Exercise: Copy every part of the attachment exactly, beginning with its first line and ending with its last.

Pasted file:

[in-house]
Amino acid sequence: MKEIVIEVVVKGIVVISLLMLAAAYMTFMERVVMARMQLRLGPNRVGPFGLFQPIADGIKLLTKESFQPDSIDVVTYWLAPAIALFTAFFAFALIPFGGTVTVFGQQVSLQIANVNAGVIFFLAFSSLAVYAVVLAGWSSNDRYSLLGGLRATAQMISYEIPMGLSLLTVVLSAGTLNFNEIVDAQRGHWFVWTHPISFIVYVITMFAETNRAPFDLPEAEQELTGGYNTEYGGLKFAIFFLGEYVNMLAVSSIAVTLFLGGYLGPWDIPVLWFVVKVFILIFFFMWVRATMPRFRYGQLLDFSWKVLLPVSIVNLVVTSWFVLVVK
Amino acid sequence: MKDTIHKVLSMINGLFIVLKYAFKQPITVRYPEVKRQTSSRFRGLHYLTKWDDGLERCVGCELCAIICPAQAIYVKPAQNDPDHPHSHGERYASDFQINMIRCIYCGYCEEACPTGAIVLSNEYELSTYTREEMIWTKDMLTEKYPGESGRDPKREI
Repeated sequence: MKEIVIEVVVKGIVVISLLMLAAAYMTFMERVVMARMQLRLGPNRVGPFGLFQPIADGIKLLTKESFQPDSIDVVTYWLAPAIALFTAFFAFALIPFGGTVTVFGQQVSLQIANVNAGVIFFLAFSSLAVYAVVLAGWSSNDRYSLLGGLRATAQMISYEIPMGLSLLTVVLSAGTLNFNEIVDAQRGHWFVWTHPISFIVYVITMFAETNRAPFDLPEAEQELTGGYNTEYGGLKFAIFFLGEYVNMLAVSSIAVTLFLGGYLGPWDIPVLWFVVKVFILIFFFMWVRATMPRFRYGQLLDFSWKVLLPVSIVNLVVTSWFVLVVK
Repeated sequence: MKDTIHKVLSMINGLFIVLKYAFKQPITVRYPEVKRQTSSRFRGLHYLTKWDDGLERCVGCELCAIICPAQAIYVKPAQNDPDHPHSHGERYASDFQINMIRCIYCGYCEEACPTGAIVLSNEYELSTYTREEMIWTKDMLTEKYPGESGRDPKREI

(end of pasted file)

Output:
[in-house]
Amino acid sequence: MKEIVIEVVVKGIVVISLLMLAAAYMTFMERVVMARMQLRLGPNRVGPFGLFQPIADGIKLLTKESFQPDSIDVVTYWLAPAIALFTAFFAFALIPFGGTVTVFGQQVSLQIANVNAGVIFFLAFSSLAVYAVVLAGWSSNDRYSLLGGLRATAQMISYEIPMGLSLLTVVLSAGTLNFNEIVDAQRGHWFVWTHPISFIVYVITMFAETNRAPFDLPEAEQELTGGYNTEYGGLKFAIFFLGEYVNMLAVSSIAVTLFLGGYLGPWDIPVLWFVVKVFILIFFFMWVRATMPRFRYGQLLDFSWKVLLPVSIVNLVVTSWFVLVVK
Amino acid sequence: MKDTIHKVLSMINGLFIVLKYAFKQPITVRYPEVKRQTSSRFRGLHYLTKWDDGLERCVGCELCAIICPAQAIYVKPAQNDPDHPHSHGERYASDFQINMIRCIYCGYCEEACPTGAIVLSNEYELSTYTREEMIWTKDMLTEKYPGESGRDPKREI
Repeated sequence: MKEIVIEVVVKGIVVISLLMLAAAYMTFMERVVMARMQLRLGPNRVGPFGLFQPIADGIKLLTKESFQPDSIDVVTYWLAPAIALFTAFFAFALIPFGGTVTVFGQQVSLQIANVNAGVIFFLAFSSLAVYAVVLAGWSSNDRYSLLGGLRATAQMISYEIPMGLSLLTVVLSAGTLNFNEIVDAQRGHWFVWTHPISFIVYVITMFAETNRAPFDLPEAEQELTGGYNTEYGGLKFAIFFLGEYVNMLAVSSIAVTLFLGGYLGPWDIPVLWFVVKVFILIFFFMWVRATMPRFRYGQLLDFSWKVLLPVSIVNLVVTSWFVLVVK
Repeated sequence: MKDTIHKVLSMINGLFIVLKYAFKQPITVRYPEVKRQTSSRFRGLHYLTKWDDGLERCVGCELCAIICPAQAIYVKPAQNDPDHPHSHGERYASDFQINMIRCIYCGYCEEACPTGAIVLSNEYELSTYTREEMIWTKDMLTEKYPGESGRDPKREI